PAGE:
The Texas Board of Education gave final approval to its social studies standards a few weeks ago, seeming to put an end to the huge controversythat erupted when critics accused religious fundamentalists of rewriting American history. Now it is taking up a new issue: How students should learn about Islam.
According to the Dallas Morning News, next week the state board will consider a resolution warning publishers not to push a pro-Islamic, anti-Christian viewpoint in world history textbooks.
That makes sense; textbooks shouldn't advance any particular religious viewpoint. But there's more to it, and one wonders why the board is doing this now after spending more than a year reviewing social studies standards.
It can't, surely, have anything to do with the recent news that has inflamed religious tensions, including the proposed construction of a mosque and Islamic community center near Ground Zero in New York and a Florida pastor who was threatening to burn the Koran.
A preliminary draft of the resolution cites examples in past world history books that aren't used any more in Texas schools that devote more lines of text to Islamic beliefs and practices than to Christian beliefs and practices, the Morning News report.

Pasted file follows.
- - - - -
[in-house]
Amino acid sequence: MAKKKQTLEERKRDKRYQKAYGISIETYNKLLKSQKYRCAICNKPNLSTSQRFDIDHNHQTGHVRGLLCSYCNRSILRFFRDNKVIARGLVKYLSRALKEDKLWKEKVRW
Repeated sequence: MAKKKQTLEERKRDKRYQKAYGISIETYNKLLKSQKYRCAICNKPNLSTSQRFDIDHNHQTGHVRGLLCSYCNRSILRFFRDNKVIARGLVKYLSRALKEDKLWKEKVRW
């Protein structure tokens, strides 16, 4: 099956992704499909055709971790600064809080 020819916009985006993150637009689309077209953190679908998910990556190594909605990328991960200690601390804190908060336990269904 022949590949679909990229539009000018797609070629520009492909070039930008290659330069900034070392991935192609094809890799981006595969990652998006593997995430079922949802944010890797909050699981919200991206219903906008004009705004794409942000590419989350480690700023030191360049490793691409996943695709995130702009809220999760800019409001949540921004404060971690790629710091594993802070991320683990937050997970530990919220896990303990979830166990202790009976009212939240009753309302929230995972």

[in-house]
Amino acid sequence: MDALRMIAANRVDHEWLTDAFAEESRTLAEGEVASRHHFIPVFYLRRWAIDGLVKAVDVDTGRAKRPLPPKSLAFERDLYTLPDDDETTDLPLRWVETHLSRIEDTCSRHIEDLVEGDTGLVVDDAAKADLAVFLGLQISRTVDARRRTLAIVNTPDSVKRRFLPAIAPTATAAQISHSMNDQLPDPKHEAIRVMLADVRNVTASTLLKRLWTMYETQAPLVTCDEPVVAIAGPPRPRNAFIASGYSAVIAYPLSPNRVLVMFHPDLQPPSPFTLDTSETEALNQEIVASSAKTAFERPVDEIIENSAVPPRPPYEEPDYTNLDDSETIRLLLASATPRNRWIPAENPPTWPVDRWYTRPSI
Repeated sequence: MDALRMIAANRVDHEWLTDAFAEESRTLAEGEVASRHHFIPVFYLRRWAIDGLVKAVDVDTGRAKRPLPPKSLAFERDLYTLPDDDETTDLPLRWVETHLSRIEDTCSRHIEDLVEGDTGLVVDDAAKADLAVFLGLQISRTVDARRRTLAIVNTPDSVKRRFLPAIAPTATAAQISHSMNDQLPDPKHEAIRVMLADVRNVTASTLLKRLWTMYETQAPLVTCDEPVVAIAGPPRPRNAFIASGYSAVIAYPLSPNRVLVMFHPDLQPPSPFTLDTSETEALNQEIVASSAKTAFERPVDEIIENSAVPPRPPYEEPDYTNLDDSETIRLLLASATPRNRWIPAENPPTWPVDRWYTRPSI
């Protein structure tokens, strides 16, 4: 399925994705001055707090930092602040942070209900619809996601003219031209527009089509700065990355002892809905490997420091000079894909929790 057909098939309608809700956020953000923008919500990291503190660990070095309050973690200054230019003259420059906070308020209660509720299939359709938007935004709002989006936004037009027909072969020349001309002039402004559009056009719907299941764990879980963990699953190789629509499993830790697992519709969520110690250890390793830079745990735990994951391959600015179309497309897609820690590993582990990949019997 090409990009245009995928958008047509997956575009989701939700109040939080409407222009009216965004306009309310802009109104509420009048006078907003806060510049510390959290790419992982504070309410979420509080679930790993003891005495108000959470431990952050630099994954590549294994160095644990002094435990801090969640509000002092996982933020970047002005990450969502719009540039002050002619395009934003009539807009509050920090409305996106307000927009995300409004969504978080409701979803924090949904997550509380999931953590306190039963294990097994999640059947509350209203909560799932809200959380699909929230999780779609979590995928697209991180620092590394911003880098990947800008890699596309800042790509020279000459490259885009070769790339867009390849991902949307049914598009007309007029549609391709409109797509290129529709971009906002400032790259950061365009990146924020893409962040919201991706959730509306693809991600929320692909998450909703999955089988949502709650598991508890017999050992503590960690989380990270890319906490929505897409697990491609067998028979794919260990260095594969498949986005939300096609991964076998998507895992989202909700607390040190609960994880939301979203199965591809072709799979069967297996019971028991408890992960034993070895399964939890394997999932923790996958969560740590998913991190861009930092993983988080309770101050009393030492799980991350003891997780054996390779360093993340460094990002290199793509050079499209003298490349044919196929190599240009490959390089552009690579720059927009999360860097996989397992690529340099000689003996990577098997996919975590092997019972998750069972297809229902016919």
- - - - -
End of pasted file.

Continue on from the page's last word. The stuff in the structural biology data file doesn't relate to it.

According to the newspaper: "The resolution states that pro-Islamic, anti-Christian half-truths, selective disinformation and false editorial stereotypes 'still roil' some social studies textbooks nationwide, including 'sanitized' definitions of 'jihad' that exclude religious intolerance or military aggression against non-Muslims ... which undergirds worldwide Muslim terrorism."
"The measure cites some books that dwelled on the Christian Crusaders' massacre of Muslims in Jerusalem in 1099, while censoring Muslim massacres of Christians there in 1244 and at Antioch in 1268 – 'implying that Christian brutality and Muslim loss of life are significant, but Islamic cruelty and Christian deaths are not.'
"The resolution concludes with the warning to publishers that the 'State Board of Education will look to reject future prejudicial social studies submissions that continue to offend Texas law with respect to treatment of the world's major religious groups by significant inequalities of coverage space-wise and by demonizing or lionizing one or more of them over others.'"
Kathy Miller of the Texas Freedom Network, a religious freedom group, said that none of the textbooks cited by sponsors of the resolution are being used in Texas schools and that the claims are superficial and misleading.
"This is another example of board members putting politics ahead of just educating our kids," said Kathy Miller of the Texas Freedom Network. "Once again, without consulting any real experts, the board's politicians are manufacturing a bogus controversy."